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FMCSA Admits Challenges To Under-21 Driver Pilot Program

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FMCSA Admits Challenges To Under-21 Driver Pilot Program

The federal government's primary trucking regulator conceded to lawmakers that it may be difficult to get enough qualified participants in its pilot project for drivers under 21 to make the project viable.

Testifying before the U.S. Senate Commerce Committee on June 19, Federal Motor Carrier Safety Administration (FMCSA) chief Ray Martinez confirmed that the under-21 military pilot project for interstate commercial truck drivers, for which the agency began taking applications in early June, will need at least 200 participants.

But Martinez agreed with Senator Jon Tester (D-Montana) that young drivers with experience in the military "aren't 18 anymore," and because of the amount of time required for military service, "they're probably already eligible to drive across state lines," Tester said. "If you're looking to get accurate information, that pilot program isn't going to tell you what you need to know."

"I understand that, and it's one of the challenges of the pilot program," Martinez responded.

During the hearing, which called on agencies within the U.S. Department of Transportation to testify on safety issues, Martinez noted that the FMCSA is hoping to get better information on the potential for drivers under 21 to obtain a commercial driver's license (CDL) through a proposed rulemaking that would broaden the scope of the effort by not requiring military experience.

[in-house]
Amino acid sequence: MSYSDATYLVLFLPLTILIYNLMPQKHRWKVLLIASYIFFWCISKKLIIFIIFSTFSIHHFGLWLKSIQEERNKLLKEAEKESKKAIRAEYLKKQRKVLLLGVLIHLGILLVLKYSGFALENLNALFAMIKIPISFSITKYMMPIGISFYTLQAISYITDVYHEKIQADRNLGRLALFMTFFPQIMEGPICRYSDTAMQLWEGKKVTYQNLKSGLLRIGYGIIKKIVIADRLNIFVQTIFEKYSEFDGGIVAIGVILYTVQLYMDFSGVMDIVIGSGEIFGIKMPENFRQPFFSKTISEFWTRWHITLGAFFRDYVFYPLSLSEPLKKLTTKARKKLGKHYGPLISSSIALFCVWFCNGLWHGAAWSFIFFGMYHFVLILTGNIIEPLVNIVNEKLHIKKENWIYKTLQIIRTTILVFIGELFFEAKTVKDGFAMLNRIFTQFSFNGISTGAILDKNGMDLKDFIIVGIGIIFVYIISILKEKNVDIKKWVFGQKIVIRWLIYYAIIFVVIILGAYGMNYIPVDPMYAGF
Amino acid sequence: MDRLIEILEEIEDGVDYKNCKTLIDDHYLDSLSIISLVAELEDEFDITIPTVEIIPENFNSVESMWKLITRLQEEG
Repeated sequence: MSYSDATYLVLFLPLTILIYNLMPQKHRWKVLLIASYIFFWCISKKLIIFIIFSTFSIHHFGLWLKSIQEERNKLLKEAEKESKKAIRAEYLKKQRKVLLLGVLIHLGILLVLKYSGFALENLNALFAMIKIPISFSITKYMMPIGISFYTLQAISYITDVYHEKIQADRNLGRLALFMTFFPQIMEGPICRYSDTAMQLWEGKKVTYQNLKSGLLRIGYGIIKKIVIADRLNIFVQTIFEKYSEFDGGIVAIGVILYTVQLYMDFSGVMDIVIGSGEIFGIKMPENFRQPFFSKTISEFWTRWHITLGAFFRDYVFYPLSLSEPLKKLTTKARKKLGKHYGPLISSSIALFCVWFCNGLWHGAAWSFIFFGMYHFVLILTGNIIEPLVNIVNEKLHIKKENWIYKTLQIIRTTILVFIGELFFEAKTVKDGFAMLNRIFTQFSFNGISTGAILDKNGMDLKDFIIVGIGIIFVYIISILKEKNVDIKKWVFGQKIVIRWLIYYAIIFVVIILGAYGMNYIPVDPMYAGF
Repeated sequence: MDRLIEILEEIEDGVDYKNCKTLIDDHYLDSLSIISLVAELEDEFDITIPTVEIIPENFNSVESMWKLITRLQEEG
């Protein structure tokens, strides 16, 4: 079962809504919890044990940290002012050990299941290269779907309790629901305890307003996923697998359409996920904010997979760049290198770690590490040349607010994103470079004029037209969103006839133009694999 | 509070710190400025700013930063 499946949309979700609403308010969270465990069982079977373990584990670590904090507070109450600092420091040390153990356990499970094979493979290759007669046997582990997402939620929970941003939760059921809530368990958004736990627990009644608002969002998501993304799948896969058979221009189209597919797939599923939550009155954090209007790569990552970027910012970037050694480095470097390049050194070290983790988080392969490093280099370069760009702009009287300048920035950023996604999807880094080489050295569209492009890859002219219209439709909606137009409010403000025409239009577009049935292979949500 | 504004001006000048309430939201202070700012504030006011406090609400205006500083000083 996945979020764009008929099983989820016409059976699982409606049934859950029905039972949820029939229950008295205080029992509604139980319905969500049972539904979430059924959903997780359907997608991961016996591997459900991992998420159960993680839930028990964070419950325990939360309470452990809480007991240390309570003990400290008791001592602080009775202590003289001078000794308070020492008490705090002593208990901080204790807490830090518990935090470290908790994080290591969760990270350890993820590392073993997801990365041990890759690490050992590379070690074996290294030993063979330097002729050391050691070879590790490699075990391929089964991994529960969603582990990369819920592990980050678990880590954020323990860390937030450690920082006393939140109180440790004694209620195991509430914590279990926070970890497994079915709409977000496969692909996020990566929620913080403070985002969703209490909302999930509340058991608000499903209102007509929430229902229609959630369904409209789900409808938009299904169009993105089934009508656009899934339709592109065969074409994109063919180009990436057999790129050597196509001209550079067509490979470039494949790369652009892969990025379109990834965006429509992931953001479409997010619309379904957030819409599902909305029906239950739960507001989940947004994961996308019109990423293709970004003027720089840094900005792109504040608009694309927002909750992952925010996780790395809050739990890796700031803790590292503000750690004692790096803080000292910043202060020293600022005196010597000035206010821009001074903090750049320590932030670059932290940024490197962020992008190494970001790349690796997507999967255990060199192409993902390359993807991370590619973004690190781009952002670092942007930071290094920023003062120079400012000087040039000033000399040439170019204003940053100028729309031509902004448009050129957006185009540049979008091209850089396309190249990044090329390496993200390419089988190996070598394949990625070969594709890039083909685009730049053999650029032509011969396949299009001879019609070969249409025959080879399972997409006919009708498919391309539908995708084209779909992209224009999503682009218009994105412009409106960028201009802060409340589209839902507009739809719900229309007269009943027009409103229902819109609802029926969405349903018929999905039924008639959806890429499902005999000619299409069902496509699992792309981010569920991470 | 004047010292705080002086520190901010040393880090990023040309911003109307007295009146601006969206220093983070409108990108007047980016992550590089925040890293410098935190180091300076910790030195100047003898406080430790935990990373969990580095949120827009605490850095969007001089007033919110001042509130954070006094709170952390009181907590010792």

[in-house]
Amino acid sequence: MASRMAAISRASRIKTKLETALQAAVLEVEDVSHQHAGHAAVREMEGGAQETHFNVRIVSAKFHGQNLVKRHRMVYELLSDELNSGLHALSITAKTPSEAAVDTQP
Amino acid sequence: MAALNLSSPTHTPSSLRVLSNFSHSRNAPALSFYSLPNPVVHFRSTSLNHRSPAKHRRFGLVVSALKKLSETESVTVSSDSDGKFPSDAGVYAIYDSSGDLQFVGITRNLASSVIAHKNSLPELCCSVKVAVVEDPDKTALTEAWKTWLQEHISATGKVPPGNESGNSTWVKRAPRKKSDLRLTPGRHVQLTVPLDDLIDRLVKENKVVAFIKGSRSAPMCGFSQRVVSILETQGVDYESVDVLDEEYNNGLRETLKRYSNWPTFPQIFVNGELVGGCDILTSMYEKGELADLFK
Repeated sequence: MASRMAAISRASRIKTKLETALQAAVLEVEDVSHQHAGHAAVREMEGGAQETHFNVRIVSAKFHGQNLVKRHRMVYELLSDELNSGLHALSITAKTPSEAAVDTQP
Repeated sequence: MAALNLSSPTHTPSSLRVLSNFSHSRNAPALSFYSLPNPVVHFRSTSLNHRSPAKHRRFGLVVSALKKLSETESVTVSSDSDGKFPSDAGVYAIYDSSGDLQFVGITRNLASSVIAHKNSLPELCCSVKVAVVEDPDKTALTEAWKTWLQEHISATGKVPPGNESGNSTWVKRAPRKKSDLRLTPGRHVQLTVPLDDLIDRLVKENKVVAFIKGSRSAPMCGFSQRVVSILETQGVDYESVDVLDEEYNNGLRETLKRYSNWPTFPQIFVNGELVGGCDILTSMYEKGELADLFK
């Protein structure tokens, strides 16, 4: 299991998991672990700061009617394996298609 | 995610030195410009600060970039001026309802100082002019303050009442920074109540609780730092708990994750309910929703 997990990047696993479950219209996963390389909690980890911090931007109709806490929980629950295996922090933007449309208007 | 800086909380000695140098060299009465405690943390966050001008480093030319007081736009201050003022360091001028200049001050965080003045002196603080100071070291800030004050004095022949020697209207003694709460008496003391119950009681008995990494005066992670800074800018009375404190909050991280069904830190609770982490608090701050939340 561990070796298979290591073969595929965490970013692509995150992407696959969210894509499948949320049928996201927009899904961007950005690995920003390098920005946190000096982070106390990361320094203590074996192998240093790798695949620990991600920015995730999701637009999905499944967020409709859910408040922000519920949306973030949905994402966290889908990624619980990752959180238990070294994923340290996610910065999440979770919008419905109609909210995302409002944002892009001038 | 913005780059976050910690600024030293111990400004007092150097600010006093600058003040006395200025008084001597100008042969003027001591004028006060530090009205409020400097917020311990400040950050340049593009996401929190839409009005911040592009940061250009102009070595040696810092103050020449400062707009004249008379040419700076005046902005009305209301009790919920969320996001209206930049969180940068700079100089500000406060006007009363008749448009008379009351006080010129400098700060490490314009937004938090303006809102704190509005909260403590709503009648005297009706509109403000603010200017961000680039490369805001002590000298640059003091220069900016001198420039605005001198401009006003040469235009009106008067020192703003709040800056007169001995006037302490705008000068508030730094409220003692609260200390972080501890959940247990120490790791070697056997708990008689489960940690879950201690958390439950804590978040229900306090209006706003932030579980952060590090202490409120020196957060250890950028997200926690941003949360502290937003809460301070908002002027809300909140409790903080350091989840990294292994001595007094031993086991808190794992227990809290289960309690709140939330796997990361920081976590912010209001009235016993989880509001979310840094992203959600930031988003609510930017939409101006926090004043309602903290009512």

Tester recommended, however, that a faster way to that end would be for the FMCSA to support legislation re-introduced earlier this year in both the Senate and the U.S. House of Representatives that would make it legal for those 18 to 20 to obtain a CDL for interstate hauling. The legislation, called the "DRIVE-Safe Act," sets up an apprenticeship program requiring young drivers to complete at least 400 hours of on-duty time and 240 hours of driving time with an experienced driver in the cab with them.

"Because there is an education component to the Senate bill, you guys should come forth and let us know whether you support that or not, because if the Department [of Transportation] doesn't support it, we're not going to get it passed, in my opinion, because everyone's concerned about safety," Tester said.

Martinez had earlier testified, however, that the agency generally does not take a position on proposed legislation, preferring instead to use pilot programs to gather data before proposing a regulation. "But we want to engage with Congress on this issue, because I hear about it every day from stakeholders around the country. We understand that there is a shortage of drivers, so we want to be helpful there."

Image Sourced From Pixabay

Posted-In: FMCSA Freight FreightwavesGovernment News Regulations Markets General

 

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